Active Surveillance

Over diagnosis

The ERSPC study indicates that over-diagnosis of prostate cancer, defined as the diagnosis of prostate cancer cases that might never surface clinically during life time, has been estimated to be as high as half of the cases diagnosed in the screening group.

Consistent estimates (a third of the screen-detected cancers) have also been obtained by identifying potentially indolent prostate cancer based on clinical and pathological characteristics. Overdiagnosis and unavoidable overtreatment are probably the most important adverse effects of prostate cancer screening.

Active Surveillance – potential alternative to surgery

In the case of prostate cancer, a new, more conservative form of monitoring called ‘Active Surveillance’ is emerging which might be an important method to help avoid early invasive treatment with some men with PSA levels under 10ng/ml.

Separate ERSPC findings also confirm that approximately 30% of detected cancers actually have non-aggressive features and are indolent or slow growing.

As Prof Chris Bangma, an ERSPC director and chairman of the urology department at Erasmus Medical Center, Rotterdam, explained: “Over an eight-year follow up, our studies indicate that 98 percent of patients offered active surveillance would not progress towards metastatic disease. This compares with other research showing at least 15 percent of men will still face a return of cancer, 10 years after standard surgical treatment or radiotherapy.”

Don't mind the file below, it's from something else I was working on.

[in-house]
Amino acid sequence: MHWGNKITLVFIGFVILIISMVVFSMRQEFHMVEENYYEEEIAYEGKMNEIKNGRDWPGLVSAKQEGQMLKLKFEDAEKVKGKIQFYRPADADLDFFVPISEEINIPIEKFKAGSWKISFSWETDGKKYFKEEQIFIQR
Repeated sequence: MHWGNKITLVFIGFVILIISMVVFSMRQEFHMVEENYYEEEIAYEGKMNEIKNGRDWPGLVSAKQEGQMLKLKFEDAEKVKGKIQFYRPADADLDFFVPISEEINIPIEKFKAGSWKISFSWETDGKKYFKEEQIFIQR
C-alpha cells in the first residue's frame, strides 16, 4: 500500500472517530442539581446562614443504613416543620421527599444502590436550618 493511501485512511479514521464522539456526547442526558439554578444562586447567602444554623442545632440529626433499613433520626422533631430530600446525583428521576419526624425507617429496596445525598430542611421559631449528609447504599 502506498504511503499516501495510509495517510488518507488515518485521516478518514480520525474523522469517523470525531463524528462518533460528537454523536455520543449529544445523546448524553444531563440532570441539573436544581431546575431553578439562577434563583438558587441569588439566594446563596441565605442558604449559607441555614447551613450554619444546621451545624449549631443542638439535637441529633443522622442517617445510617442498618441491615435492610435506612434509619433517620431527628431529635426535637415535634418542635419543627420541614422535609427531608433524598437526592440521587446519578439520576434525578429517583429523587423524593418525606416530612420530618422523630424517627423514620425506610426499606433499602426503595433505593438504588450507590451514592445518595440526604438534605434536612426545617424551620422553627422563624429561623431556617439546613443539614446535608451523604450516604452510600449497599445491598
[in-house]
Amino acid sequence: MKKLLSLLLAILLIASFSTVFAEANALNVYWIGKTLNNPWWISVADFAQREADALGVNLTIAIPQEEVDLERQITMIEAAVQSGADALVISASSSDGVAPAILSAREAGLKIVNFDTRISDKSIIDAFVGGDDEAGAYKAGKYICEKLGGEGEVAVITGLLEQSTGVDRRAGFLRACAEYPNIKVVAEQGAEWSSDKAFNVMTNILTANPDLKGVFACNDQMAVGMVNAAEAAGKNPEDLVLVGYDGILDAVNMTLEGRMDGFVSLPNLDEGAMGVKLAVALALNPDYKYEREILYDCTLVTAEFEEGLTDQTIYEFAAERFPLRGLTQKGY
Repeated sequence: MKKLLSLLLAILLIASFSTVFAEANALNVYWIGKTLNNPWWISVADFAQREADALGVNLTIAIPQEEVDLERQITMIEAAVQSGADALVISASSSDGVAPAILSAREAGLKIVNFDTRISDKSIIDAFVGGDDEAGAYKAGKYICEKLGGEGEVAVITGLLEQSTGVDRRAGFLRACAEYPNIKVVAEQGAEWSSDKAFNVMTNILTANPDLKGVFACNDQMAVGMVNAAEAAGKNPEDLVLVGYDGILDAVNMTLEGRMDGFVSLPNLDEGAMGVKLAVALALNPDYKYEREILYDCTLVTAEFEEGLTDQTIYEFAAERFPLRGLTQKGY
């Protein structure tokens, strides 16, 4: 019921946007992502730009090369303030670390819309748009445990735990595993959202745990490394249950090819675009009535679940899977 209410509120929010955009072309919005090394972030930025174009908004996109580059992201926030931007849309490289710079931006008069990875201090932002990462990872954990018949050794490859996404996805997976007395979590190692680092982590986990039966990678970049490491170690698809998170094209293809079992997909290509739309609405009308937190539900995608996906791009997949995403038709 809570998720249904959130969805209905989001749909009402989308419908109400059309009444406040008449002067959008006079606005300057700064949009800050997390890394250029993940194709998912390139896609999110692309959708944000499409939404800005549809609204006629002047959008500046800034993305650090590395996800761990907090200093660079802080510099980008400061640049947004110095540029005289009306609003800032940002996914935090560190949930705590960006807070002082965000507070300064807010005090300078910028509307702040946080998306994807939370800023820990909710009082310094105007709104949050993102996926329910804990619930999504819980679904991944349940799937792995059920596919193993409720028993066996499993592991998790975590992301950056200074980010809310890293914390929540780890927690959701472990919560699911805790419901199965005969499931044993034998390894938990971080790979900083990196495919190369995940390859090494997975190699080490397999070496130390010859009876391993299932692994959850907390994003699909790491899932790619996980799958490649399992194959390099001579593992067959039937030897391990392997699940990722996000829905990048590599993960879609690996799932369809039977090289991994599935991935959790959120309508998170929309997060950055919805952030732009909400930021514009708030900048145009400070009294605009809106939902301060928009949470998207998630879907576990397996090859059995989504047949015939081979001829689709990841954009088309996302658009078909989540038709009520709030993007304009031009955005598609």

Prias Study

The PRIAS Project (Prostate Cancer Research International Active Surveillance) was launched in March 2007 by Prof Bangma’s department. It takes the form of an online protocol for doctors to follow with their patients. It is a European initiative but open to all.

Prias is designed to help preserve quality of life during the management of a patient’s condition after cancer has been detected following screening.

Typical patient to be included in the PRIAS study

  • Histologically proven cancer of the prostate
  • Patient is fit for curative treatment
  • Clinical Stage T1C or T2
  • Adequate biopsy sampling
  • One or two biopsy cores invaded with prostate cancer
  • Gleason score of 3+3=6 or less
  • PSA density of less than 0.2
  • PSA-level at diagnosis of < 10ng/ml
  • Participants must be willing to attend the follow up visits

Preserving quality of life in screened patients

”Under the Prias Project, carrying out ’active surveillance’ means that patients and their doctors work as a team – they monitor their PSA levels, symptoms and other markers and commit to doing this until – and only until – these markers change. Only if this happens and it indicates the cancer is developing will they need further treatment. We believe that we can save the quality of life of 30% more men in this way,” added Prof Bangma.